Abstract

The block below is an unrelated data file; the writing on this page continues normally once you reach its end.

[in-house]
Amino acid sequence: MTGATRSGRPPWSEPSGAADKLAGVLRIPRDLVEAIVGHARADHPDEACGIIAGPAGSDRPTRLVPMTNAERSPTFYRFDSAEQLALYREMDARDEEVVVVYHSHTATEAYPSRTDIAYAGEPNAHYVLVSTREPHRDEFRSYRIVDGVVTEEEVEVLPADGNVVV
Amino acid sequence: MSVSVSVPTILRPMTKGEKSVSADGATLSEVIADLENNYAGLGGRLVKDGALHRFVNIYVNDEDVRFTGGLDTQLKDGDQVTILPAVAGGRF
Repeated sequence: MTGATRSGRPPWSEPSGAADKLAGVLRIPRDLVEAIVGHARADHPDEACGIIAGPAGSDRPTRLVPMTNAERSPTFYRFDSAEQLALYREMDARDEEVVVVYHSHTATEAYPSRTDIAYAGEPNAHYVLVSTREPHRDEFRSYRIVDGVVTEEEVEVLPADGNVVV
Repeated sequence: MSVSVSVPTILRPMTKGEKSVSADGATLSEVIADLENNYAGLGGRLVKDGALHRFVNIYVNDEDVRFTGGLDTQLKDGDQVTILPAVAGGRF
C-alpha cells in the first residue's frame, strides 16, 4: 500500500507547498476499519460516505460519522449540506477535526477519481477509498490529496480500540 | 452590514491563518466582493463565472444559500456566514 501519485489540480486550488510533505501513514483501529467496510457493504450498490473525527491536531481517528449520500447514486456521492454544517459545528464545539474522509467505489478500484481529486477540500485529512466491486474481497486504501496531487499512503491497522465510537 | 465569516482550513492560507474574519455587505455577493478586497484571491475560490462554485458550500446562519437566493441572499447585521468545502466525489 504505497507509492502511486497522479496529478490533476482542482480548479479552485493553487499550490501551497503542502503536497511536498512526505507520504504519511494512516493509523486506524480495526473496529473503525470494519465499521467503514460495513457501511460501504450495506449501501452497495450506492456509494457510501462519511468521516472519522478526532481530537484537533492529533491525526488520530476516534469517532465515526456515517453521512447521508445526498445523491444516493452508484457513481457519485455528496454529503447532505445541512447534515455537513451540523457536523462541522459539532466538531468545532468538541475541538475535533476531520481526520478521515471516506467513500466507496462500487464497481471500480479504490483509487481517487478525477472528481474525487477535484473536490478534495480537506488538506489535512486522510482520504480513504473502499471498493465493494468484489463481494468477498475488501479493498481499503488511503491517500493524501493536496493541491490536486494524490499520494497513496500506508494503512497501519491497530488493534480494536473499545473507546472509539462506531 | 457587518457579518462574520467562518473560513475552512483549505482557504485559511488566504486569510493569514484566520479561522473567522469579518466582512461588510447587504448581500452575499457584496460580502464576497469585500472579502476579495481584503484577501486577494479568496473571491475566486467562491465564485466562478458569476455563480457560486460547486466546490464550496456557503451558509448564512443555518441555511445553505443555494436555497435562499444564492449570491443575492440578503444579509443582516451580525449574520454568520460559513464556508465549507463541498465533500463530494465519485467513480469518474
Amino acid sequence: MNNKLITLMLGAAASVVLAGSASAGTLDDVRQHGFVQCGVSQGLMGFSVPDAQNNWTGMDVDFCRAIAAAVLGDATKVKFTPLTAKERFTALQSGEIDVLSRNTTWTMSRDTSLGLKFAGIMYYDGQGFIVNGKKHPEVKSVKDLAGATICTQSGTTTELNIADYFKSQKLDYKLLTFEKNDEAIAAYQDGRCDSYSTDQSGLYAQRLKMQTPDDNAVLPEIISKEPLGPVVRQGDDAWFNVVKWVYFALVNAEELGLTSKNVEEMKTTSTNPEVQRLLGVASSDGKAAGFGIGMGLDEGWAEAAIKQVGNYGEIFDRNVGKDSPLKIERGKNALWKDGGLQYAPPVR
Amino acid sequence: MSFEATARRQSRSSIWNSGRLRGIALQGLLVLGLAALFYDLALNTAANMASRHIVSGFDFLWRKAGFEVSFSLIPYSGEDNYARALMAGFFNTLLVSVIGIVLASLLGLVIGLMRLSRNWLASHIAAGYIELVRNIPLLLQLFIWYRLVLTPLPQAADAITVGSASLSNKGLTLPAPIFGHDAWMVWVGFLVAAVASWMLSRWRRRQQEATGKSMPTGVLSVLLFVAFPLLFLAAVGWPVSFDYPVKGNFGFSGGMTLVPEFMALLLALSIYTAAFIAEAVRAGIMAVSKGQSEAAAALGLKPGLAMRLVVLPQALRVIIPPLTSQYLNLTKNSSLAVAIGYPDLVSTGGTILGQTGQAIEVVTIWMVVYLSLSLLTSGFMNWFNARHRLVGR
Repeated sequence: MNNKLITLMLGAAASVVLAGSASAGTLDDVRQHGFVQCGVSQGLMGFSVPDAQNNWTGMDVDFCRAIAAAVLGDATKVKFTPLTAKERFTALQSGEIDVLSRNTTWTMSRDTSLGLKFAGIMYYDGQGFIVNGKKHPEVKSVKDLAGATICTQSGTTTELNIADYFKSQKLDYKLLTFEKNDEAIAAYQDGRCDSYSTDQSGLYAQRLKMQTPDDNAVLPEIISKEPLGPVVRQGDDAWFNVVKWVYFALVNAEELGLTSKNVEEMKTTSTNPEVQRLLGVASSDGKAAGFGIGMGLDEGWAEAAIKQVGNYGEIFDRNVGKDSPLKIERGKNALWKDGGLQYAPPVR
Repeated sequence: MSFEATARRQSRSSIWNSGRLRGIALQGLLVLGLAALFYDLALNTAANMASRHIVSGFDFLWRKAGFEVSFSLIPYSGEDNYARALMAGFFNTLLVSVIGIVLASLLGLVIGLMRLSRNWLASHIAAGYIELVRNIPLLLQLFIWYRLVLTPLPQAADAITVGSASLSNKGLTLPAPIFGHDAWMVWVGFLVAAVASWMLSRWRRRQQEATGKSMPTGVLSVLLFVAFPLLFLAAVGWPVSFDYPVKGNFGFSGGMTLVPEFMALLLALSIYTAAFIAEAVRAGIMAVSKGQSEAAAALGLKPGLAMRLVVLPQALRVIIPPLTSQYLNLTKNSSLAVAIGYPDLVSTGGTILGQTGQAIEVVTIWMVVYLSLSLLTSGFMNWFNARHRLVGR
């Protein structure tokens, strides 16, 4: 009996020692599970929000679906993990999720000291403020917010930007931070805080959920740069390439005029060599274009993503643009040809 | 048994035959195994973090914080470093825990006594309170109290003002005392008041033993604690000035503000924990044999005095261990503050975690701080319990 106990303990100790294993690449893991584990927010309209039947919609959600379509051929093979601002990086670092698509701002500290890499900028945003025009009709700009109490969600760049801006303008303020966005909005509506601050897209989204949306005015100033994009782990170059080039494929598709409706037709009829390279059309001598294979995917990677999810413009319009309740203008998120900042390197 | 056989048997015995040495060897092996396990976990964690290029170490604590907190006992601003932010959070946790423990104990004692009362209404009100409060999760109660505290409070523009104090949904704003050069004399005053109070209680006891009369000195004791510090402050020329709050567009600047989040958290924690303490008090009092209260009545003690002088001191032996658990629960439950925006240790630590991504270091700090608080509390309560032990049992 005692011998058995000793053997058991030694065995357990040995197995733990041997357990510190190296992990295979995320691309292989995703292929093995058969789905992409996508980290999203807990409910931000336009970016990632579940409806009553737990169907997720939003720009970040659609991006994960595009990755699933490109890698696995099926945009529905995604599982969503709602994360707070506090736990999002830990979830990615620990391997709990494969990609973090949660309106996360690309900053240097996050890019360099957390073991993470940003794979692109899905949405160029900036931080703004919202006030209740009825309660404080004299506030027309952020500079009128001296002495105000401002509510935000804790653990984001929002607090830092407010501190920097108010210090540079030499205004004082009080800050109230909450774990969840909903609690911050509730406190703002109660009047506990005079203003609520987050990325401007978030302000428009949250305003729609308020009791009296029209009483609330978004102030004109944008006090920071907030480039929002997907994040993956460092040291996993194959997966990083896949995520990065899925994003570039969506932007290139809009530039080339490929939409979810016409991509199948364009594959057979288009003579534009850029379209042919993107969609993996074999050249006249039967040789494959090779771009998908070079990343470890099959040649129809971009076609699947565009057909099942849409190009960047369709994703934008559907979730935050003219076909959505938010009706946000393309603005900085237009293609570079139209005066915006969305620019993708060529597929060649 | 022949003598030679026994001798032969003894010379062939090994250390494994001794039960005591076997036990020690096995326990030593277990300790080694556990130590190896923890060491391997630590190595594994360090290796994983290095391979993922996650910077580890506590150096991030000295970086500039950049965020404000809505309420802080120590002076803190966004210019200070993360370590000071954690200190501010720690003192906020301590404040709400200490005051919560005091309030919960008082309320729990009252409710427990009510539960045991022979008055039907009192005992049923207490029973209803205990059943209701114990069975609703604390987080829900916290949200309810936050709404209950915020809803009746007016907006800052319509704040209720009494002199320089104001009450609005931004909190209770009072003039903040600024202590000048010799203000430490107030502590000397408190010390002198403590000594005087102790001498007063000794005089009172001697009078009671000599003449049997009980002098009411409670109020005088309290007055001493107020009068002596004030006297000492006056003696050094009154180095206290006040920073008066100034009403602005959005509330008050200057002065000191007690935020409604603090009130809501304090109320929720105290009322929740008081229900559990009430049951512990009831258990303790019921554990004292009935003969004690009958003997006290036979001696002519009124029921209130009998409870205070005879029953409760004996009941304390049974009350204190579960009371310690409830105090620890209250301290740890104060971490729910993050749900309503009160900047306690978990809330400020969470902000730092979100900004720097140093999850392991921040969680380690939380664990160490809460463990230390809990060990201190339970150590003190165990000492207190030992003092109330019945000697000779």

The ophiolites of the Alps, of Corsica, and of the Apennines, which originate from the basement of the Ligurian segment of the Mesozoic Tethys ocean, are not consistent with the classical mid-ocean ridge spreading models; neither a continuous and thick basaltic layer nor a true sheeted-dike complex ever existed. The first oceanic floor that appeared between the divergent European and Apulian passive margins was made up of mantle-derived serpentinite and associated minor gabbro bodies; some of the ocean-floor gabbros were already foliated and metamorphosed to amphibolite facies. To explain these features, we suggest use of the model of Wernicke, which postulates a major, oblique, normal detachment fault that cuts across the lithosphere. The model explains some asymmetrical features on both sides of the preoceanic continental rift. An increase of the offset of the detachment fault may lead to the tectonic denudation of the upper mantle and thus give birth to an ultramafic ocean floor.

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